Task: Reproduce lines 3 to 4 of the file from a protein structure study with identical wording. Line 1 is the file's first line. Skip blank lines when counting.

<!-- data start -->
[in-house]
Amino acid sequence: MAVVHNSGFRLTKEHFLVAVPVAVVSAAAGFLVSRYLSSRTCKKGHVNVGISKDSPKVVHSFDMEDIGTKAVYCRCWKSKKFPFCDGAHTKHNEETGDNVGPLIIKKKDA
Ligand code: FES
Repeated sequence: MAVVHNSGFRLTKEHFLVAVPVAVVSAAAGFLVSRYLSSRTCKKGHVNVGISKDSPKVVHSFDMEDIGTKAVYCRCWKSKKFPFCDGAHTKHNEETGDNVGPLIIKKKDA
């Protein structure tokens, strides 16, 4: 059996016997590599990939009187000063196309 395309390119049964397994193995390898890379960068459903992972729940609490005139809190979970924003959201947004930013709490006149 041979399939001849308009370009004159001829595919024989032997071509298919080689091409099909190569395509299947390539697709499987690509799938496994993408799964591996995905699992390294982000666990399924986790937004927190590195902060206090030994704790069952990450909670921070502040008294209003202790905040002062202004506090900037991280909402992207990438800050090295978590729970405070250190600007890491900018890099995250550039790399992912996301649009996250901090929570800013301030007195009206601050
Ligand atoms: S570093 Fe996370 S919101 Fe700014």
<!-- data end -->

Ligand code: FES
Repeated sequence: MAVVHNSGFRLTKEHFLVAVPVAVVSAAAGFLVSRYLSSRTCKKGHVNVGISKDSPKVVHSFDMEDIGTKAVYCRCWKSKKFPFCDGAHTKHNEETGDNVGPLIIKKKDA